Chris Harris was gardening at his Owings Mills home when he noticed an odd bump on his right leg. Although he initially dismissed it as a spider bite, over the next few days he noticed a rash growing around the bump, and he had increasing fatigue and joint pain. He decided to go see his doctor, who immediately referred him to John Aucott, M.D., who would later co-found the Johns Hopkins Lyme Disease Research Center.
“After taking one look,” recalls Harris, “Dr. Aucott said, ‘That’s Lyme disease.’”
Little Bite, Big Impact
Transmitted by ticks, primarily during the summer months, Lyme disease has three distinct stages. First, bacteria in the tick’s stomach infects the skin, causing a large, round or oval rash that can grow up to a foot in size. As the bacteria spreads to the bloodstream, it can infect the heart, nervous system and joints, causing meningitis, arthritis, Bell’s palsy, and even fainting. Finally, if left untreated for six months or more, the infection causes late-Lyme arthritis in the knees and other large joints for around 60 percent of patients.
An Elusive Illness
Although well known, many things about Lyme disease make it difficult to diagnose and treat. Aside from the rash, which may appear in a hard-to-spot location or not form at all, initial symptoms are indistinguishable from other infections, and many patients don’t get treatment until the bacteria have spread. Additionally, the test used to identify Lyme-causing bacteria in the blood “can be negative for the first few weeks of infection before it turns positive. This is a very difficult illness to study,” explains Dr. Aucott.
Even after successful treatment, around one in 10 patients will experience symptoms that last for weeks, months or even longer. This is often colloquially called “chronic Lyme disease,” although Dr. Aucott prefers the more precise term post-treatment Lyme disease syndrome (PTLDS) to describe the symptoms, which include fatigue, musculoskeletal pain and trouble concentrating. Discovering the causes of PTLDS is one of the primary goals of the Lyme Disease Research Center, which was formally established in 2015 after eight years of research by Dr. Aucott and his partner, Mark Soloski, M.D.
Harris’s symptoms were severe enough for a clear diagnosis. Dr. Aucott immediately started him on an antibiotic treatment plan, then gave Harris his phone number. “He told me it was going to get worse before it got better,” remembers Harris. “I had no idea what I was going to face.” The Johns Hopkins professor recalls driving back from teaching an evening class in Washington, D.C.,with a 102-degree fever, and “spending the night feeling like I was dying.” After taking antibiotics for a month, he felt better for another few weeks, but soon the symptoms returned. “I was feeling horrible again. I’m a pretty upbeat, happy person, but I felt a sense of powerful depression, and I didn’t understand why.” Dr. Aucott explained that Lyme disease can cause neurological symptoms, including depression, and they agreed on a second round of treatment. After another month of antibiotics, says Harris, “I ultimately got through.”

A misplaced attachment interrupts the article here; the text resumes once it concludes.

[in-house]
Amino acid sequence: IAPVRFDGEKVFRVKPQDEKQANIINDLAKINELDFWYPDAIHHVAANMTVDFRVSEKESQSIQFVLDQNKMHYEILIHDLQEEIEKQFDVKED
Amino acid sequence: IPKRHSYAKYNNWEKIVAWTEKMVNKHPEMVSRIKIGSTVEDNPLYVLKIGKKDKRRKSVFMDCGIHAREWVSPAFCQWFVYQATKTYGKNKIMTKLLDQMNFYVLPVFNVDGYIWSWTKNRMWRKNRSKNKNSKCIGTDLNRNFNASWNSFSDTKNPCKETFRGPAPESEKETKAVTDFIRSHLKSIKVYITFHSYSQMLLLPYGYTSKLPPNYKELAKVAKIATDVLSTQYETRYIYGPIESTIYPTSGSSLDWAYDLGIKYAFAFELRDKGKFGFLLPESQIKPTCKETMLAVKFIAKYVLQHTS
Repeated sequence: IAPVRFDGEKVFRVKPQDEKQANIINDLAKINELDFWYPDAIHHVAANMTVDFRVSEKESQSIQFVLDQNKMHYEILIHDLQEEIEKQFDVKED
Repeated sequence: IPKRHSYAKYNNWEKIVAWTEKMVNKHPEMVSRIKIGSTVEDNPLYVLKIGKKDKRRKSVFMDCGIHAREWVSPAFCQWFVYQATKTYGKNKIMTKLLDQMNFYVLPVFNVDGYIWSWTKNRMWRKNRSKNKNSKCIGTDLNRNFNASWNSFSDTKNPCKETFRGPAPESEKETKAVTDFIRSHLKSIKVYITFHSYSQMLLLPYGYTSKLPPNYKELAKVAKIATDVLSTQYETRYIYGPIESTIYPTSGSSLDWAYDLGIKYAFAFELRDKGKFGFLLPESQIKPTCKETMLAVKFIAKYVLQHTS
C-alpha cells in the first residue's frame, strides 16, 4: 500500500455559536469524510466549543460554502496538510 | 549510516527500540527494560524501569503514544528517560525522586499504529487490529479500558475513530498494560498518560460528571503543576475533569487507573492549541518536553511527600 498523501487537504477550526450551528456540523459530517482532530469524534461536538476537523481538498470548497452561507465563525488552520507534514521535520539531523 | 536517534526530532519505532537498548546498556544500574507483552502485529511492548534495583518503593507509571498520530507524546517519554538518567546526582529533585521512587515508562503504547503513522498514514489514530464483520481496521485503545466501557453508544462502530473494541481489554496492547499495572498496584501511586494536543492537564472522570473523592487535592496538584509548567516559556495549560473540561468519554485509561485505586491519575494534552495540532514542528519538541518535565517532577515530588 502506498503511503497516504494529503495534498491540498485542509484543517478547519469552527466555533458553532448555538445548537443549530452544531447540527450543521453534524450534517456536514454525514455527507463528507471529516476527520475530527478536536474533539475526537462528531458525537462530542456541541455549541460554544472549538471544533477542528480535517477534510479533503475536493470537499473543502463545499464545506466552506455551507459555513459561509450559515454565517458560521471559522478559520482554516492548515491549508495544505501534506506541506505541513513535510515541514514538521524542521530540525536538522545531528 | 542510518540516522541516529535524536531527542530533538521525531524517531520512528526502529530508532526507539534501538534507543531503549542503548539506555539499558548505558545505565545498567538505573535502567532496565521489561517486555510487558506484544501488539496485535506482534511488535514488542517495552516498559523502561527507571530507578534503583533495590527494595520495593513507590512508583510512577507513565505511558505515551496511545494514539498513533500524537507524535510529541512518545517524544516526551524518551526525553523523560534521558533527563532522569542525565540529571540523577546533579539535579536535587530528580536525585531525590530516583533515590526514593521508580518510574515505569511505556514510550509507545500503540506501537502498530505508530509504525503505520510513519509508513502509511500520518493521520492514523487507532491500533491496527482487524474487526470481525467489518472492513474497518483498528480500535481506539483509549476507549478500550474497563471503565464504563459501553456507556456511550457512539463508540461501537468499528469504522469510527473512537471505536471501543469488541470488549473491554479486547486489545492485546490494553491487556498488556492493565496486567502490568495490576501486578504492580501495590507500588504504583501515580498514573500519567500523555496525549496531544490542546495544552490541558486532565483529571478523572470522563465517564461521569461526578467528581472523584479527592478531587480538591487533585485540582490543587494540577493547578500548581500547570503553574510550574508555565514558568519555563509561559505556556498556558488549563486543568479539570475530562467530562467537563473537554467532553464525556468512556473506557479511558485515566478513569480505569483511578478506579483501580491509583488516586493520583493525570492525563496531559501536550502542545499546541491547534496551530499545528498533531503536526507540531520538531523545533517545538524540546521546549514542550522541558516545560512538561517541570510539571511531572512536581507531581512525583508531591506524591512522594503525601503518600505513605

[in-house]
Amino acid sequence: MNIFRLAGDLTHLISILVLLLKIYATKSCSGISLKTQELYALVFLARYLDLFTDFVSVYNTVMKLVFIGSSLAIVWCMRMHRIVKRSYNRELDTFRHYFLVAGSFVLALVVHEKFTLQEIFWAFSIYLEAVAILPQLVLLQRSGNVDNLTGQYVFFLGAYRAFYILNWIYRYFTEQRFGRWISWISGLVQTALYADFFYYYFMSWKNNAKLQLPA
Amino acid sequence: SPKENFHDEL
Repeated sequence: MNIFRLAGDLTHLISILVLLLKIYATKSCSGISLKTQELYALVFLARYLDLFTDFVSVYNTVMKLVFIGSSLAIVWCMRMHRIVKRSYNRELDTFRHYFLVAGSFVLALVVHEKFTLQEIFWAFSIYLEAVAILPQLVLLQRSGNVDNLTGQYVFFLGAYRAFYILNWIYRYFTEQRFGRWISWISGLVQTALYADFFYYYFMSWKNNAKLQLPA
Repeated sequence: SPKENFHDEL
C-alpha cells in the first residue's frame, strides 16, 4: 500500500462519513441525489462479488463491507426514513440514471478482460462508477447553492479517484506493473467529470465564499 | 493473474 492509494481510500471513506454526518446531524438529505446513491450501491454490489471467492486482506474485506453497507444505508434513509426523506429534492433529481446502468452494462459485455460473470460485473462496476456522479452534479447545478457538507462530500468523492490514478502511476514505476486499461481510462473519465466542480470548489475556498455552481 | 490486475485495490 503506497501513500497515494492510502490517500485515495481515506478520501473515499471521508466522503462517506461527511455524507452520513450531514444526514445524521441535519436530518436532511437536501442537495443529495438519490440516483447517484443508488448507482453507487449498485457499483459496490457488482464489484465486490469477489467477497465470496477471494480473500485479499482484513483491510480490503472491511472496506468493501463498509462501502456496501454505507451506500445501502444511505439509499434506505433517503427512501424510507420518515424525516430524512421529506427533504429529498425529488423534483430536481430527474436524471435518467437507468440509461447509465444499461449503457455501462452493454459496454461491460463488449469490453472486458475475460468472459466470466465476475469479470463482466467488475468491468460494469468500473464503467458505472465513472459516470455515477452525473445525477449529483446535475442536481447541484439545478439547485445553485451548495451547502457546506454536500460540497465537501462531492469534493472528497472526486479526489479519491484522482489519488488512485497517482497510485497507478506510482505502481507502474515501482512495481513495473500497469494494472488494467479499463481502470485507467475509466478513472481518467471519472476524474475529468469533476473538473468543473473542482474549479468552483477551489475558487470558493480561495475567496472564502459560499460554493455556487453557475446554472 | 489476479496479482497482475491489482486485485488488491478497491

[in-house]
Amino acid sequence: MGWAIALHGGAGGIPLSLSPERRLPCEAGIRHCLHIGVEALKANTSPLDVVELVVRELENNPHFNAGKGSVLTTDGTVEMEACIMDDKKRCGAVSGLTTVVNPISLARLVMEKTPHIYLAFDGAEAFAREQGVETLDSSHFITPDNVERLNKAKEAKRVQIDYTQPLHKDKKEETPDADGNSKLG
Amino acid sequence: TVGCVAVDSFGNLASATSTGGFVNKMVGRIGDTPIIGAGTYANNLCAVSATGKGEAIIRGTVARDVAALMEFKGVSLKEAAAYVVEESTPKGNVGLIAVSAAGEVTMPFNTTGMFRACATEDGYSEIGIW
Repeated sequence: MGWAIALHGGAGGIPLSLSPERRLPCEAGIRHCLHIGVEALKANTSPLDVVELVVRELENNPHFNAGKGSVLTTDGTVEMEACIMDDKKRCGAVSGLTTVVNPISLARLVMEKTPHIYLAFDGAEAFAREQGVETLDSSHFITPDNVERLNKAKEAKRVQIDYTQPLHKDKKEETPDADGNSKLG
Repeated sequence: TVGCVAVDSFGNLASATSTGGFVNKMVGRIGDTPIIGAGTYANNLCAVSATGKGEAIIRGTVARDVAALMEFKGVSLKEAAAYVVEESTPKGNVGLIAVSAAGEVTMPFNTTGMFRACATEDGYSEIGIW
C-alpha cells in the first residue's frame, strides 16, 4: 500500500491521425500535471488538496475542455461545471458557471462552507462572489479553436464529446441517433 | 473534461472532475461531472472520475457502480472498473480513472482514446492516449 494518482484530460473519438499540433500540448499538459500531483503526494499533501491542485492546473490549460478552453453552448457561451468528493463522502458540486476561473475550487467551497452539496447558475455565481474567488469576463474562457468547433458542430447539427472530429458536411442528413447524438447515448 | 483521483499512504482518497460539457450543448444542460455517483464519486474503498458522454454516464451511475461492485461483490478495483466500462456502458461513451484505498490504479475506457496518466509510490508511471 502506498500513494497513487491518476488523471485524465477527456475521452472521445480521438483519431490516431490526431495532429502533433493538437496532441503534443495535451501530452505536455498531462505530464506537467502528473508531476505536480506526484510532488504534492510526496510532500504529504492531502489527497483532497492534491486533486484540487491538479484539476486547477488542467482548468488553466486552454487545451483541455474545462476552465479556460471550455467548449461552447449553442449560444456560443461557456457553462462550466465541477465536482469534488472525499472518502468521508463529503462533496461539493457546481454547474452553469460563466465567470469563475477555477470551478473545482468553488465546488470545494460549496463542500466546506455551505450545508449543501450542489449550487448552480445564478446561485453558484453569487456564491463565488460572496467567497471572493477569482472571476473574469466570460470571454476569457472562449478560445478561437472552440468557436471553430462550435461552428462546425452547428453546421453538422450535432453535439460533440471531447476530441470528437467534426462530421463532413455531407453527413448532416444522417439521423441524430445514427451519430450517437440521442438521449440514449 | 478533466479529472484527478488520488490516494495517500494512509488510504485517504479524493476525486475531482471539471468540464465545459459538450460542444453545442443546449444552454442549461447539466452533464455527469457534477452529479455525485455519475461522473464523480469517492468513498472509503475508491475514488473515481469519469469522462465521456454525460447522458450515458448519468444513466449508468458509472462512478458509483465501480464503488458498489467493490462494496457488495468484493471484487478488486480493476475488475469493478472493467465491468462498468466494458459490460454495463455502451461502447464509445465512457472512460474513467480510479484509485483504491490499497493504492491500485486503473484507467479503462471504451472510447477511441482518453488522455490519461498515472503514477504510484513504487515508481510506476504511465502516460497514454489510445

Despite the months of pain and fatigue, Harris thinks he was lucky. “To think something as small as a tick can cause you that much debilitating pain is pretty scary. I was blessed to have such a leading authority on Lyme disease to walk me through the process.” A year after his recovery, Harris celebrated by running a 10-mile race in Washington, D.C., and has since kept his life full teaching, helping with Johns Hopkins University baseball team practices, and spending time with his wife and two daughters.
If your primary care provider has diagnosed you with Lyme disease, they can request a consultation with the Johns Hopkins Lyme Disease Research Center at 410-616-7596.